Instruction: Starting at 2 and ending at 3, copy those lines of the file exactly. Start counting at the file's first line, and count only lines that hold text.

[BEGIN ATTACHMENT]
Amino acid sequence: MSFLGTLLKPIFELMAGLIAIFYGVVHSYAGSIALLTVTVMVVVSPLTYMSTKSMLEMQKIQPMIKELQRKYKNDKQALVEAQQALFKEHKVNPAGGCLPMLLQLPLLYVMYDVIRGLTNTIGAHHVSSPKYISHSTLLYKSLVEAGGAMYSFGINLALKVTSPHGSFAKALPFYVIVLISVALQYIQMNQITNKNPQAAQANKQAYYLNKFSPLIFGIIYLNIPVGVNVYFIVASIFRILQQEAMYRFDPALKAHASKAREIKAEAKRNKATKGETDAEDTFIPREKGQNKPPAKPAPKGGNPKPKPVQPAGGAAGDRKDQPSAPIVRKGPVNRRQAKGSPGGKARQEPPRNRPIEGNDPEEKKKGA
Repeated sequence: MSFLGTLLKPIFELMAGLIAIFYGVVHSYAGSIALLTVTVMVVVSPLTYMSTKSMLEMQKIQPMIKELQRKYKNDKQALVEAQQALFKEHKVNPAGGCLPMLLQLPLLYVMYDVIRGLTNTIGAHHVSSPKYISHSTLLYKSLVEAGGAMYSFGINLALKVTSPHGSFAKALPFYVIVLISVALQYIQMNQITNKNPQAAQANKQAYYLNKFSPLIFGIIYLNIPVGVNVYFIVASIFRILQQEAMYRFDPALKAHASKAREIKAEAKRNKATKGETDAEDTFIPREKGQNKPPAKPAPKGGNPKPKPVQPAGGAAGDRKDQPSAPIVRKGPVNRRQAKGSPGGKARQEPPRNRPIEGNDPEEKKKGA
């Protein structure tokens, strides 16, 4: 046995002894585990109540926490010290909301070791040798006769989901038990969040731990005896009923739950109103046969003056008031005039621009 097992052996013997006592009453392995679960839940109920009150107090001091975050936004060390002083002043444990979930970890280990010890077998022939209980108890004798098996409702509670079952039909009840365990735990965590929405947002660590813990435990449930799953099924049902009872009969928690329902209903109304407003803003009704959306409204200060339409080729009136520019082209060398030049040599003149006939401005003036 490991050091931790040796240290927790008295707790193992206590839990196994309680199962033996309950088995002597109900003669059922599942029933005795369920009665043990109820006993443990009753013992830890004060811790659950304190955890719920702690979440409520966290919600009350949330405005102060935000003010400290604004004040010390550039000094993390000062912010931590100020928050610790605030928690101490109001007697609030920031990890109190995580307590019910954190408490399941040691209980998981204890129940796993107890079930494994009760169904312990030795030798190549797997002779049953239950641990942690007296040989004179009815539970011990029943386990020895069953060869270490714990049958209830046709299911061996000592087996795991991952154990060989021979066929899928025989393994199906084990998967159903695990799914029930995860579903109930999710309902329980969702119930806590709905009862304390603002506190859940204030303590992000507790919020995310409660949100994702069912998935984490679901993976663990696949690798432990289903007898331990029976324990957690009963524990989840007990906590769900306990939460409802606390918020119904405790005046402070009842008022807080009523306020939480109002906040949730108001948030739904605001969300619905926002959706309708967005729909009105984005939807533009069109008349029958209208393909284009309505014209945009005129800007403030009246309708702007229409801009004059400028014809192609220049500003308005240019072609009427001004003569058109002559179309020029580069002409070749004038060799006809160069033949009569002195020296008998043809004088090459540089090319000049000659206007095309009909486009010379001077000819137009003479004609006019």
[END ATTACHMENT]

Repeated sequence: MSFLGTLLKPIFELMAGLIAIFYGVVHSYAGSIALLTVTVMVVVSPLTYMSTKSMLEMQKIQPMIKELQRKYKNDKQALVEAQQALFKEHKVNPAGGCLPMLLQLPLLYVMYDVIRGLTNTIGAHHVSSPKYISHSTLLYKSLVEAGGAMYSFGINLALKVTSPHGSFAKALPFYVIVLISVALQYIQMNQITNKNPQAAQANKQAYYLNKFSPLIFGIIYLNIPVGVNVYFIVASIFRILQQEAMYRFDPALKAHASKAREIKAEAKRNKATKGETDAEDTFIPREKGQNKPPAKPAPKGGNPKPKPVQPAGGAAGDRKDQPSAPIVRKGPVNRRQAKGSPGGKARQEPPRNRPIEGNDPEEKKKGA
């Protein structure tokens, strides 16, 4: 046995002894585990109540926490010290909301070791040798006769989901038990969040731990005896009923739950109103046969003056008031005039621009 097992052996013997006592009453392995679960839940109920009150107090001091975050936004060390002083002043444990979930970890280990010890077998022939209980108890004798098996409702509670079952039909009840365990735990965590929405947002660590813990435990449930799953099924049902009872009969928690329902209903109304407003803003009704959306409204200060339409080729009136520019082209060398030049040599003149006939401005003036 490991050091931790040796240290927790008295707790193992206590839990196994309680199962033996309950088995002597109900003669059922599942029933005795369920009665043990109820006993443990009753013992830890004060811790659950304190955890719920702690979440409520966290919600009350949330405005102060935000003010400290604004004040010390550039000094993390000062912010931590100020928050610790605030928690101490109001007697609030920031990890109190995580307590019910954190408490399941040691209980998981204890129940796993107890079930494994009760169904312990030795030798190549797997002779049953239950641990942690007296040989004179009815539970011990029943386990020895069953060869270490714990049958209830046709299911061996000592087996795991991952154990060989021979066929899928025989393994199906084990998967159903695990799914029930995860579903109930999710309902329980969702119930806590709905009862304390603002506190859940204030303590992000507790919020995310409660949100994702069912998935984490679901993976663990696949690798432990289903007898331990029976324990957690009963524990989840007990906590769900306990939460409802606390918020119904405790005046402070009842008022807080009523306020939480109002906040949730108001948030739904605001969300619905926002959706309708967005729909009105984005939807533009069109008349029958209208393909284009309505014209945009005129800007403030009246309708702007229409801009004059400028014809192609220049500003308005240019072609009427001004003569058109002559179309020029580069002409070749004038060799006809160069033949009569002195020296008998043809004088090459540089090319000049000659206007095309009909486009010379001077000819137009003479004609006019």